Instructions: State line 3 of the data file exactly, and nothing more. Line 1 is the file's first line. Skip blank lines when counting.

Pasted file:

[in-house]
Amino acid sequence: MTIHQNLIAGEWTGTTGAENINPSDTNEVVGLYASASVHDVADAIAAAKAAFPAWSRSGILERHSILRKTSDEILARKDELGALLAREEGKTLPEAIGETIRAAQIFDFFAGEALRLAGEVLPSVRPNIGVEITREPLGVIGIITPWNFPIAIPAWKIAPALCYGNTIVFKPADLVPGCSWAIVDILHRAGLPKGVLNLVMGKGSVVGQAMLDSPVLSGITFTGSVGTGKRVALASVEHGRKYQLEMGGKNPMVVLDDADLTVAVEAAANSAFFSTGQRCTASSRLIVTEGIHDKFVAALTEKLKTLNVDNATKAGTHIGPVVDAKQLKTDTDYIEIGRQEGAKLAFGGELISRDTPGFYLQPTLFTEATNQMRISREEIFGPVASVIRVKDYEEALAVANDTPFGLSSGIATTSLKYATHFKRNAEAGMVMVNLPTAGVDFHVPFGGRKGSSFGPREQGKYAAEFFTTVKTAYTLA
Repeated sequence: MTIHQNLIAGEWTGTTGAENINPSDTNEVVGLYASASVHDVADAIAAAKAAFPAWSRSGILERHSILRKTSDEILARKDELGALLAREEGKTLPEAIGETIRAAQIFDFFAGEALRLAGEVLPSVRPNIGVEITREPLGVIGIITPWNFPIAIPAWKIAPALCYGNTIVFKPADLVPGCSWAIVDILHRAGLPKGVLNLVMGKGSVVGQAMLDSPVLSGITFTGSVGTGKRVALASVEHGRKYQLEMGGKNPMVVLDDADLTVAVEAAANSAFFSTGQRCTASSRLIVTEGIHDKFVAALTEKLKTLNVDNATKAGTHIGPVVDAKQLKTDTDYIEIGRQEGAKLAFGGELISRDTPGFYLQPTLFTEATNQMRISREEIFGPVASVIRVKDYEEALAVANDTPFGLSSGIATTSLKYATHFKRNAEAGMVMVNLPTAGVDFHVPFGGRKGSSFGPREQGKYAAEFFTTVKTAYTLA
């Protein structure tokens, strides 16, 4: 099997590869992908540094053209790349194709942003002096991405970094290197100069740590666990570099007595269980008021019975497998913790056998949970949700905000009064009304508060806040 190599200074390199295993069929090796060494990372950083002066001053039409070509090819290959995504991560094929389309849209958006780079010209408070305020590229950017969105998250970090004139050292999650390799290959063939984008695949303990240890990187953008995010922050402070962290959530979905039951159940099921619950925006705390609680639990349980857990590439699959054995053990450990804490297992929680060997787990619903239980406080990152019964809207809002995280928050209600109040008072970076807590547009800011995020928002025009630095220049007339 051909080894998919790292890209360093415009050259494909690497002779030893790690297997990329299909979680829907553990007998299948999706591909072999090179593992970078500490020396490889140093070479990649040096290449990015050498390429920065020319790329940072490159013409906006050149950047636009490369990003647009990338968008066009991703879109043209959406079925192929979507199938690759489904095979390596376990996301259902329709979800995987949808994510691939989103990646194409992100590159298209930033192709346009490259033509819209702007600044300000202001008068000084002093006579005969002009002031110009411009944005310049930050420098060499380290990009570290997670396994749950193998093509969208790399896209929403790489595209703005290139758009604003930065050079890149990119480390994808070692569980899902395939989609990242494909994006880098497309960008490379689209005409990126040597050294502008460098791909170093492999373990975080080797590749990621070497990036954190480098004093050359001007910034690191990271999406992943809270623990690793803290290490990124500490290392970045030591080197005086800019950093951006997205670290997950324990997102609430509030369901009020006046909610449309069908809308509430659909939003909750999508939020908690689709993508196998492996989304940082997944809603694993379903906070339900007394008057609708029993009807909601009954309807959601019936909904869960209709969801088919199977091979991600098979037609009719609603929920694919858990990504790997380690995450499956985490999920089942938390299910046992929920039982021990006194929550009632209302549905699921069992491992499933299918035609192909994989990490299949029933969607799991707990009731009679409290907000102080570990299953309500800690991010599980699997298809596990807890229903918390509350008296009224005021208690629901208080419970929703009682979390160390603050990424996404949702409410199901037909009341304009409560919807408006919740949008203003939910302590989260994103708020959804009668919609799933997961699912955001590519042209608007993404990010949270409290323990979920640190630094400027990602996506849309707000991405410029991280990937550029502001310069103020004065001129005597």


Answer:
Repeated sequence: MTIHQNLIAGEWTGTTGAENINPSDTNEVVGLYASASVHDVADAIAAAKAAFPAWSRSGILERHSILRKTSDEILARKDELGALLAREEGKTLPEAIGETIRAAQIFDFFAGEALRLAGEVLPSVRPNIGVEITREPLGVIGIITPWNFPIAIPAWKIAPALCYGNTIVFKPADLVPGCSWAIVDILHRAGLPKGVLNLVMGKGSVVGQAMLDSPVLSGITFTGSVGTGKRVALASVEHGRKYQLEMGGKNPMVVLDDADLTVAVEAAANSAFFSTGQRCTASSRLIVTEGIHDKFVAALTEKLKTLNVDNATKAGTHIGPVVDAKQLKTDTDYIEIGRQEGAKLAFGGELISRDTPGFYLQPTLFTEATNQMRISREEIFGPVASVIRVKDYEEALAVANDTPFGLSSGIATTSLKYATHFKRNAEAGMVMVNLPTAGVDFHVPFGGRKGSSFGPREQGKYAAEFFTTVKTAYTLA